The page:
The Real Brokerage posts $4M loss in Q2 as agent count swells | SkipLeadPro
Fast-growing The Real Brokerage posted a $3.97 million net loss during the second quarter of 2023, but revenues shot up from a year ago.
“During the second quarter, Real once again delivered best-in-class growth with our agents closing a record number of transactions,” said Tamir Poleg, the CEO of Real. He described the second quarter as an inflection point for Real, as the company achieved adjusted EBITDA profitability earlier than anticipated.
Poleg acknowledged the headwinds faced by the industry, telling analysts that elevated mortgage rates are stifling sales activity. Like many other brokerages, the firm is still in the red (it lost over $20 million last year). Its nearly $4 million loss in the second quarter was a big improvement from the first quarter’s $7.4 million loss, but only marginally better than its $4.2 million loss year over year.
Real recorded $185.3 million in revenue in the second quarter, up 65% year over year.
The company added nearly 1,500 agents during the second quarter, achieving a total headcount of 11,500 agents as of June 30. That was up 105% from the second quarter a year ago.
While agent productivity still lags compared to where it was in the first half of 2022, Poleg said that more agents helped propel the brokerage record a 72% annual increase in transaction sides for the quarter — at 17,537 — and a 66% annual increase in volume to $7.0 billion.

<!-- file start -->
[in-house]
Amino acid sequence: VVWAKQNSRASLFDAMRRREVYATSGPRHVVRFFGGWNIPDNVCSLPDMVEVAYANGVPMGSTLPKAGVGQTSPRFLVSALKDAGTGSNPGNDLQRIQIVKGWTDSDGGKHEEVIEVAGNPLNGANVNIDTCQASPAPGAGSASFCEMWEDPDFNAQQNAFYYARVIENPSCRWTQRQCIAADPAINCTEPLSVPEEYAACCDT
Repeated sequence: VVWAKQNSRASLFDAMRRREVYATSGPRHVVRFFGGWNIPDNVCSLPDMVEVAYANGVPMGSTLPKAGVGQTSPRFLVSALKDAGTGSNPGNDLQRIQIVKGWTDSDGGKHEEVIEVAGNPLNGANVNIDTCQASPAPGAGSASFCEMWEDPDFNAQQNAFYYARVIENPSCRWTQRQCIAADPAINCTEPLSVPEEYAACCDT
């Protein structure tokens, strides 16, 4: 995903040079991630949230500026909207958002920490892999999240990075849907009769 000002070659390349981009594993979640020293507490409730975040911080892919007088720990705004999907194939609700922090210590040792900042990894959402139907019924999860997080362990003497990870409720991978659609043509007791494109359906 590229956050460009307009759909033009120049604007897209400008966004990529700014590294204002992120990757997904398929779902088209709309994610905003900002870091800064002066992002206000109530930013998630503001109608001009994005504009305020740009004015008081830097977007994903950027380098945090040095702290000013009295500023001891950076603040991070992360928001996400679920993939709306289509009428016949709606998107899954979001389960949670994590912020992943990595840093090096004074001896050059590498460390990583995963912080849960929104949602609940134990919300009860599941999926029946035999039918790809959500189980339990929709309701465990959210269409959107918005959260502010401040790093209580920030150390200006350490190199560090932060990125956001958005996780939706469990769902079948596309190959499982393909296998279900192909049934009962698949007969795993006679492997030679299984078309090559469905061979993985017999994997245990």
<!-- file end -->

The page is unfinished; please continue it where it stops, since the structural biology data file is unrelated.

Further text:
Meanwhile, executives noted that agent churn was down to 6.5% compared to 8.3% the prior quarter and 7.2% in Q2 of 2022.
The company kept expanding its geographic footprint. During the second quarter of 2023, they opened in Delaware, in South Dakota for the U.S. and in Manitoba, Canada. The brokerage now operates in 47 states in the U.S. and four Canadian provinces. Real expects to be in all 50 states by the end of the year, Poleg said.
The virtual brokerage in March disclosed that it is raising fees on agents. New agents pay $249, up from $149, and all agents pay an annual fee of $750, up from $500.
Increased fees from agents are being put toward tech offerings. Last May, the brokerage launched Leo, an Chat GPT-powered assistant integrated with Real’s proprietary transaction management platform, reZEN. Lastly, the company is expected to release its new consumer-facing app, with an integrated mortgage application process, at the annual RISE conference in October 2023.
Poleg said the firm is also looking to expand its core services, which include Real Title and LemonBrew Lending, which currently don’t provide meaningful contributions to Real’s revenue. Poleg insisted that they were “essential building blocks,” paving the way for the creation of a “one-stop-shop homebuying experience.”